Cuisine in Japan is complex and much more than meets the eye. In some ways, it’s sad that some foods have become popularized, diluted and even polluted to the point where the historical meaning has been surpassed by the common nonsense of those very foodies in love with Japanese foods.
Take for example the idea of knife ceremony, something that was well-known in the past and today is almost extinct. In the past the knife ceremony was prominent between the elite and it was a connection between food and fantasy. Knife ceremonies were not just to impress but also had a religious significance, a symbol of life, war and survival.
In the 15th century chefs interpreted knife ceremony as a way of symbolizing a cleansing of spiritual ills. Today given the lack of tradition in everyday life, leaves most Japanese with little understanding of their history, and or the importance of tradition in cuisine.
If you wonder why Japanese chefs cut with precision to the millimeter, it is a long story. Chefs once upon a time called Hochonin used to manage their knives with expert micro-precision. It was such that the only Hochonin were experts in the knife culinary space. They performed a kata which today we use to reference martial arts but it once had meaning in knife ceremony. The idea of respect for nature, and imparting a sense of control over it, a re-definition and re-intrepretation.
The cutting rituals were designed to include composure, worship, virtues and protection from the heavens and the five agents, fire, wood, water, metal and earth. Believe it or not it was believed that the cutting board had divine forces living in it as it was made from wood. The cutting was a transformation from the mundane to creating a new symbolic body.
Japanese chefs focus on the overall design to enlighten your sensory system, color and form are key, and the preparation of any dish and has a basic philosophy behind it, it should be either hot-warm or cold.
This sounds obvious but it is not to most. If you are lucky enough to try Kaiseki ritual food, or kappo cuisine prepared in front of the client you begin to see that the theme is based on two ideas; simplicity and balance, the complementarity of ingredients. This simplicity involves texture and contrast, so the idea when something is sweet, there is can be sour, or bitter but it must be balanced by the dashi broth and it’s consistency.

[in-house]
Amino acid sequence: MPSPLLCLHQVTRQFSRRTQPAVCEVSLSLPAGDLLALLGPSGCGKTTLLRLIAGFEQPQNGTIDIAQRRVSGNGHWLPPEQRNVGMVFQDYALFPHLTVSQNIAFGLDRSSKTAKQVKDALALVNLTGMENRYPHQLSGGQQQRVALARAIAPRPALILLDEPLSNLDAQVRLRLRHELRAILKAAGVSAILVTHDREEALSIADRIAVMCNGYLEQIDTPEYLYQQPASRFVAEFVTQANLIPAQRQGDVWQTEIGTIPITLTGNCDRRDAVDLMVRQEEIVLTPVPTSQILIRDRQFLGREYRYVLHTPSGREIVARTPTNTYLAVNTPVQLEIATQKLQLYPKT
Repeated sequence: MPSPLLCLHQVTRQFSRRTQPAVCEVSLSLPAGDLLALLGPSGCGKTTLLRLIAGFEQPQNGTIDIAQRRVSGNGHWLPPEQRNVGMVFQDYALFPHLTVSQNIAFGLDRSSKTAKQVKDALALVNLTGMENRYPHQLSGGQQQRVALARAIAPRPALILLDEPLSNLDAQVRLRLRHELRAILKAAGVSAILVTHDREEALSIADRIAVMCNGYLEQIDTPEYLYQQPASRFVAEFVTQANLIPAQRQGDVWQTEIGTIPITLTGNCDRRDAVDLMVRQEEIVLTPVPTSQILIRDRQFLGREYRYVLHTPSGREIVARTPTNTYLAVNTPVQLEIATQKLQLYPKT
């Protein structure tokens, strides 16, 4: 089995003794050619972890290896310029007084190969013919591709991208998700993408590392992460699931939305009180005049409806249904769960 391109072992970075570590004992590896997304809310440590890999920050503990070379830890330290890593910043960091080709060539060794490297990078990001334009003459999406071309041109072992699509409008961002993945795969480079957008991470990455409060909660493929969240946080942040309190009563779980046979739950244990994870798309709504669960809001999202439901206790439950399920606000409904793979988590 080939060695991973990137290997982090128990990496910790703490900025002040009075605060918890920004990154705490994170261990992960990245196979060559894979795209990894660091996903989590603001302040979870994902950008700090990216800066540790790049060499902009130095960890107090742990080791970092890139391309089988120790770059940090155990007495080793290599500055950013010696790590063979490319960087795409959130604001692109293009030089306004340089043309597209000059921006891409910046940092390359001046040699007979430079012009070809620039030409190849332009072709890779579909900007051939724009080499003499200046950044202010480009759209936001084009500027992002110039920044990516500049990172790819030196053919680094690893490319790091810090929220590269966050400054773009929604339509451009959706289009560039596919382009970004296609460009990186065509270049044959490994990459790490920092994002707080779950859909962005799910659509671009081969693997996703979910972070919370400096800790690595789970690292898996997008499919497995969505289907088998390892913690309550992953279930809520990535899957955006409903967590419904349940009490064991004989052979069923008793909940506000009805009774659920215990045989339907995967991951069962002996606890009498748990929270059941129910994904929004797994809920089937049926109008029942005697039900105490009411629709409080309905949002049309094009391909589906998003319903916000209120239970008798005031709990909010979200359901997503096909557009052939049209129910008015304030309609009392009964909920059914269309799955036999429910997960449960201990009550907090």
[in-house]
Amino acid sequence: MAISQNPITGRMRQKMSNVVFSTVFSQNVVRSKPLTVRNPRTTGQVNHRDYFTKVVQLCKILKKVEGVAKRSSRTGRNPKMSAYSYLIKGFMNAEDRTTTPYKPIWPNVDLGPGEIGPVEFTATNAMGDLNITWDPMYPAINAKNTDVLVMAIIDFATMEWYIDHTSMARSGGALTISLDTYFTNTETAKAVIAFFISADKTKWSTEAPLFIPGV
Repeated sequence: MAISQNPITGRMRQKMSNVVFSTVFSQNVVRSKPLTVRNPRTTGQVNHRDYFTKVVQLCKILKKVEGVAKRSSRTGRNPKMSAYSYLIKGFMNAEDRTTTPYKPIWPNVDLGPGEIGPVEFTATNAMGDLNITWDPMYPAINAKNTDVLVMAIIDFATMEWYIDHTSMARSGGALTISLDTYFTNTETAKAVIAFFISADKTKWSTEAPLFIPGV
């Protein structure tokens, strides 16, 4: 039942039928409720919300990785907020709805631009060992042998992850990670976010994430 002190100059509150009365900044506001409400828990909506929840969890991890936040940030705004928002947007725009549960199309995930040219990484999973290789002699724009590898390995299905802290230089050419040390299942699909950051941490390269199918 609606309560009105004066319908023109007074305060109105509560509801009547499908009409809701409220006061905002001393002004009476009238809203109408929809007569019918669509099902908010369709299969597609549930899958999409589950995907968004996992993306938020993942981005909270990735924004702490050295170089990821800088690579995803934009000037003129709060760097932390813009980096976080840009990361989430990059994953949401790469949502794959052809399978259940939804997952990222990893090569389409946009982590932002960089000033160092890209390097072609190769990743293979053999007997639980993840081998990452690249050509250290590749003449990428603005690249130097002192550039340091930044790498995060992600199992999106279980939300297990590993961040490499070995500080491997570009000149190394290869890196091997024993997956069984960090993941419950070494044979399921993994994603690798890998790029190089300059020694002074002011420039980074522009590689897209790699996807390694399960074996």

Sitting at a counter in Tokyo I am 3 hours at lunch, which is not unusual, and I start to think of the connection between the Kazaridoko, the Tokonoma niche behind the chef and the ideology and introduction and respect for nature. Here this space is used to symbolize the season, purity and respect. This space is a quiet space, a space where you contemplate, watch and reflect. It also symbolizes the notion of hard work, harvest and seasonality.
The flower is placed in a Hanaire, a chabana container often a tea utensils for flowers and is translated as “flowers put in”, since the emphasis is on putting the flowers in for a short time rather than “arranging” them so they can live longer.
Compared to Ikebana, the utensils used are fewer and limited, partly by historical precedent, partly by aesthetic choice. They can be divided several ways by material, by formality levels, historic, and by the way they are used in the Tokonoma.
The delicate refinement of taste, selection of raw materials, and attention to details is integral to any chef preparing a formal meal in modern times. Describing food, we often about the overall taste, “the dish” and the focus is often on type of food and how we feel. But in Japanese food, we think of food groups, and a group of foods belong to the season and not only what the customer desires.
Japanese food differs to most other western cusines cultures becasue the design is heightened based on ritual. Foods were served to compliment the ritual, and not overshadow them, and nature is always a central theme.
The temperature plays an important role with the aromas and flavors and his base dashi are key accents. The texture of the yuzu skin, a yellow citrus, and one of my seasonal favorites, it is used to accent the richness of the citrus fruit, and heighten a dish.
I give more thought to the flow of foods and order to start with cool and finish with warm. Foods can range from very hot to simply cold /depemding on the season/ but nearer the end of each meal we begin to refresh ourselves with white rice and a warm soup. Is that a matter of scientific practice and did the Japanese understand how digestion works better?
Some of us are familiar with the term Ichi-ju-san-sai which literally means “one soup and three dishes” and it shows the basic style of the Japanese meal and the prescribed importance of sequence.
It’s all about an understanding of tradition and without it, you cannot become a great chef. We still find some chefs preserving tradition and chef Matsukawa a young chef is graceful and has the skill of a chef I respect.